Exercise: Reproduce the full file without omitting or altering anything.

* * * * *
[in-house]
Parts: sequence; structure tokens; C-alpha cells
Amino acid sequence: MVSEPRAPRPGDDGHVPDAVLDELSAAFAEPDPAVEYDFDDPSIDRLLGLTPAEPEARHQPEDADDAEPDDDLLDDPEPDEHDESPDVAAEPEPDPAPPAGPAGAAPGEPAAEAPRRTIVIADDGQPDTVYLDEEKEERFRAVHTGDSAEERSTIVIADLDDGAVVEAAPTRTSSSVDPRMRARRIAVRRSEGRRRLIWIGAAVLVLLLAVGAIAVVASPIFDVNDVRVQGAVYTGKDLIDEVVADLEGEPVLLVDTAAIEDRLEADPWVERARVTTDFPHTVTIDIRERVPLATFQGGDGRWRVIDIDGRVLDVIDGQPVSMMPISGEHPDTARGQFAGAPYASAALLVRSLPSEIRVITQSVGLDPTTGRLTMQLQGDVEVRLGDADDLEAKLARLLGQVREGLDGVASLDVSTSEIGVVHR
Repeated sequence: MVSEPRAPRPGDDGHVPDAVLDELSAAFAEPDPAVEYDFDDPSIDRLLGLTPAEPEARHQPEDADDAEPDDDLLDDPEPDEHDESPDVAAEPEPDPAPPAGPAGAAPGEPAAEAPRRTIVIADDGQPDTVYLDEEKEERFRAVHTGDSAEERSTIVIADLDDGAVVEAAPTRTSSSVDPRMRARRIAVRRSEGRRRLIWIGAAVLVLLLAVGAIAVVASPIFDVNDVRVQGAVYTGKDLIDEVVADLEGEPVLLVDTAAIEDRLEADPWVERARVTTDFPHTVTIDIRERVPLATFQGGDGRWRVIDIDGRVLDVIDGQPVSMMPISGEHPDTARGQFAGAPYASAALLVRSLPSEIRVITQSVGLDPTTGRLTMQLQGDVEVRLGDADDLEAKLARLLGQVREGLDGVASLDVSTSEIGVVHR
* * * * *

[in-house]
Parts: sequence; structure tokens; C-alpha cells
Amino acid sequence: MVSEPRAPRPGDDGHVPDAVLDELSAAFAEPDPAVEYDFDDPSIDRLLGLTPAEPEARHQPEDADDAEPDDDLLDDPEPDEHDESPDVAAEPEPDPAPPAGPAGAAPGEPAAEAPRRTIVIADDGQPDTVYLDEEKEERFRAVHTGDSAEERSTIVIADLDDGAVVEAAPTRTSSSVDPRMRARRIAVRRSEGRRRLIWIGAAVLVLLLAVGAIAVVASPIFDVNDVRVQGAVYTGKDLIDEVVADLEGEPVLLVDTAAIEDRLEADPWVERARVTTDFPHTVTIDIRERVPLATFQGGDGRWRVIDIDGRVLDVIDGQPVSMMPISGEHPDTARGQFAGAPYASAALLVRSLPSEIRVITQSVGLDPTTGRLTMQLQGDVEVRLGDADDLEAKLARLLGQVREGLDGVASLDVSTSEIGVVHR
Repeated sequence: MVSEPRAPRPGDDGHVPDAVLDELSAAFAEPDPAVEYDFDDPSIDRLLGLTPAEPEARHQPEDADDAEPDDDLLDDPEPDEHDESPDVAAEPEPDPAPPAGPAGAAPGEPAAEAPRRTIVIADDGQPDTVYLDEEKEERFRAVHTGDSAEERSTIVIADLDDGAVVEAAPTRTSSSVDPRMRARRIAVRRSEGRRRLIWIGAAVLVLLLAVGAIAVVASPIFDVNDVRVQGAVYTGKDLIDEVVADLEGEPVLLVDTAAIEDRLEADPWVERARVTTDFPHTVTIDIRERVPLATFQGGDGRWRVIDIDGRVLDVIDGQPVSMMPISGEHPDTARGQFAGAPYASAALLVRSLPSEIRVITQSVGLDPTTGRLTMQLQGDVEVRLGDADDLEAKLARLLGQVREGLDGVASLDVSTSEIGVVHR